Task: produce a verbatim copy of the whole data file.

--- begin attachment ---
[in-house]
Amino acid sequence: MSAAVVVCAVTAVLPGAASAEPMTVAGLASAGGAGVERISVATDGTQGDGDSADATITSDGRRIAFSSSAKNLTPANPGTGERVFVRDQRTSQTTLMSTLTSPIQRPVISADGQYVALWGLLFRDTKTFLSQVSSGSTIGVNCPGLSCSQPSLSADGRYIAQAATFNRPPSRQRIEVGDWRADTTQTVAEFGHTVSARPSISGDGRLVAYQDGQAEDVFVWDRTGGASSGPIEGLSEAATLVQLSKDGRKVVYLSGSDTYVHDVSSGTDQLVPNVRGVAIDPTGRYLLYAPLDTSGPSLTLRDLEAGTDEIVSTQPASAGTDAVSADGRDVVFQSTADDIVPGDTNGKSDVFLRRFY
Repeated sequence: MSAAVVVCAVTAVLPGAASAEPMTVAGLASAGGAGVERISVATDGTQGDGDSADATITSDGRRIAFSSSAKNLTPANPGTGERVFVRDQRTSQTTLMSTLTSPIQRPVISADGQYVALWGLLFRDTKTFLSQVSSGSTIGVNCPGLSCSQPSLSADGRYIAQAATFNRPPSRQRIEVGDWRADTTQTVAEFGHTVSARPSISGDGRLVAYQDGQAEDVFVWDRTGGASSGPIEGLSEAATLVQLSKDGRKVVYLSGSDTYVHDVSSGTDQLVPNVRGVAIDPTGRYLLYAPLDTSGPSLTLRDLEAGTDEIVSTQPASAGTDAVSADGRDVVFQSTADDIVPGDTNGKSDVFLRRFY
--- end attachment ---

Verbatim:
[in-house]
Amino acid sequence: MSAAVVVCAVTAVLPGAASAEPMTVAGLASAGGAGVERISVATDGTQGDGDSADATITSDGRRIAFSSSAKNLTPANPGTGERVFVRDQRTSQTTLMSTLTSPIQRPVISADGQYVALWGLLFRDTKTFLSQVSSGSTIGVNCPGLSCSQPSLSADGRYIAQAATFNRPPSRQRIEVGDWRADTTQTVAEFGHTVSARPSISGDGRLVAYQDGQAEDVFVWDRTGGASSGPIEGLSEAATLVQLSKDGRKVVYLSGSDTYVHDVSSGTDQLVPNVRGVAIDPTGRYLLYAPLDTSGPSLTLRDLEAGTDEIVSTQPASAGTDAVSADGRDVVFQSTADDIVPGDTNGKSDVFLRRFY
Repeated sequence: MSAAVVVCAVTAVLPGAASAEPMTVAGLASAGGAGVERISVATDGTQGDGDSADATITSDGRRIAFSSSAKNLTPANPGTGERVFVRDQRTSQTTLMSTLTSPIQRPVISADGQYVALWGLLFRDTKTFLSQVSSGSTIGVNCPGLSCSQPSLSADGRYIAQAATFNRPPSRQRIEVGDWRADTTQTVAEFGHTVSARPSISGDGRLVAYQDGQAEDVFVWDRTGGASSGPIEGLSEAATLVQLSKDGRKVVYLSGSDTYVHDVSSGTDQLVPNVRGVAIDPTGRYLLYAPLDTSGPSLTLRDLEAGTDEIVSTQPASAGTDAVSADGRDVVFQSTADDIVPGDTNGKSDVFLRRFY